Writer’s block has been kicking my ass lately. For the last three weeks, give or take, I have stared at blank page after blank page, unable to find words to fill them. This has been more than senioritis: It has made my writing for this esteemed website more difficult, as well as simple emails and letters to friends and family. Essentially, anything I have needed to compose has been a physically anguishing experience.
The tragic loss of Junior Seau is upsetting and, in many ways, revolting, but I have never been a Chargers fan, and I know nothing about the science behind possible brain damage. I am unconnected to the matter.
The NBA and NHL playoffs are still in the early stages of their three-month, monotonous progression. If we dwell on each night, or even fortnight, of that journey, by its conclusion we’ll be cursing all involved.
Baseball remains a sensitive topic as fans still struggle to come to terms with Mariano Rivera’s injury and pray it does not end his career.
I sit here, battling my personal white whale, my personal Moby Dick, this blank page. And I realize, sports journalism may end up being a miserable career.
Think about the scribes who cover a baseball team for a living. Each year, they must find a minimum of 162 different ways to summarize a game which only has two possible conclusions. 162 different leads, 162 different turns of phrase and 162 nights of hot dogs and flat Pepsi. While I’m struggling to finish off term papers, simple columns and my college career, those writers churn out one or two stories a night for more than half the year.
Sure, they get paid to do it, but it is not as if compensation in the journalism industry is raising any eyes in congressional reviews.
If Peter Gibbons loses his mind in Office Space thanks to the monotony of a cubicle, just as Edward Norton does in Fight Club, then wouldn’t this endless stream of balls and strikes lead to a revolt of some sort? Yet, it doesn’t. Those writers come to know the teams they cover as well as they know their own families. They do not care much who wins or loses each game — that would be unprofessional — but they do keep a careful eye out for a storyline, any storyline, each and every night.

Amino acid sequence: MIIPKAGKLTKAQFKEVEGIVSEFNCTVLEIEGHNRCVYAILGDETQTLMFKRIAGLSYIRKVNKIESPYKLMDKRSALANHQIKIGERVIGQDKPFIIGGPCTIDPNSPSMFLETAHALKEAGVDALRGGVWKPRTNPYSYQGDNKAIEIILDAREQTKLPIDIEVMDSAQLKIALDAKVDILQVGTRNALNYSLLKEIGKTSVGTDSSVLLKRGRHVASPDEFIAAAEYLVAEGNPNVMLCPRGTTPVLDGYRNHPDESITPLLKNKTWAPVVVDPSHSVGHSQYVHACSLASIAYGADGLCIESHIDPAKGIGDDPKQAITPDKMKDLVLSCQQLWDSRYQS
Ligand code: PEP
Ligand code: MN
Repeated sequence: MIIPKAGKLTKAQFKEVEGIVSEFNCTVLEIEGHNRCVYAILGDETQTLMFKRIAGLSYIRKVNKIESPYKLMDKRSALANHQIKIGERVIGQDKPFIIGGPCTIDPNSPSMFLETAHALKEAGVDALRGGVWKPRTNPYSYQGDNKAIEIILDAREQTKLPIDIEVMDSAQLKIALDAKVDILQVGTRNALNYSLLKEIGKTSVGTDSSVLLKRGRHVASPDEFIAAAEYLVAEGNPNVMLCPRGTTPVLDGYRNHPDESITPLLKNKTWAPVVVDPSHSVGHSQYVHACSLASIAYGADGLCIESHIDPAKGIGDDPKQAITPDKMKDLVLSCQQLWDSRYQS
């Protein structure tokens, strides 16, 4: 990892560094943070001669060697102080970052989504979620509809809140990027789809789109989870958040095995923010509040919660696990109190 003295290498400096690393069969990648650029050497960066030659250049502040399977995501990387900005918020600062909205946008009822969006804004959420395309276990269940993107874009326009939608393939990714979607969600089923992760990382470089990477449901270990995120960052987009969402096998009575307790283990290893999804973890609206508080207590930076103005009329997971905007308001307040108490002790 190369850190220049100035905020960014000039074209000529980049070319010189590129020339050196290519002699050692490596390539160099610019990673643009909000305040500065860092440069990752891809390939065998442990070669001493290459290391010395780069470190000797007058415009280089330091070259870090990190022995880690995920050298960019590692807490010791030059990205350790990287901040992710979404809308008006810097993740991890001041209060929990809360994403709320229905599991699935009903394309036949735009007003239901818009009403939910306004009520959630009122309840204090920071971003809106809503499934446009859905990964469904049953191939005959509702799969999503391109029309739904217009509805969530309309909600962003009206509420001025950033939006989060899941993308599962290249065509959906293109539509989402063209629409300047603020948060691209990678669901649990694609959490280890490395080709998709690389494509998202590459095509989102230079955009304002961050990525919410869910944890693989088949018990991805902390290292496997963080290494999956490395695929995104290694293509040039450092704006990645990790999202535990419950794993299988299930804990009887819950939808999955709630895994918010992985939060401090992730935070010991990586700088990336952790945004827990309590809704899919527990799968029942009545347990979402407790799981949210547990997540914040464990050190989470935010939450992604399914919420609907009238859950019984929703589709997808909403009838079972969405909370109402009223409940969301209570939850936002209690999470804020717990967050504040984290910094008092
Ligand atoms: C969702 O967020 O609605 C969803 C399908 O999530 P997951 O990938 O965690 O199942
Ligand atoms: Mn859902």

An average baseball game takes around three hours to complete, and most writers are at the ballpark two hours before the game, staying at least two hours after the game. That results in approximately 1,134 hours per regular season. If Malcolm Gladwell is correct and it takes 10,000 hours to become an expert in any given field, than these beat writers are experts on their respective teams within four or five years, once you factor in offseason dealings and
possible postseason play.
At that point, I suppose, once having earned the distinction of “expert,” 162 different stories should be more of an expectation than a surprise. Whereas I am meandering my way through a research paper on human cloning, another topic I know nothing of, those scribes are penning recaps on teams they could not know better.
With that weapon in the back pocket, Ahab should kill Moby Dick each time. Perhaps sports journalism may end up being a the ideal career.
Playoffs may stretch out interminably, but if they followed a Hollywood-ready script, at least sports journalists could work movie references into their game stories.
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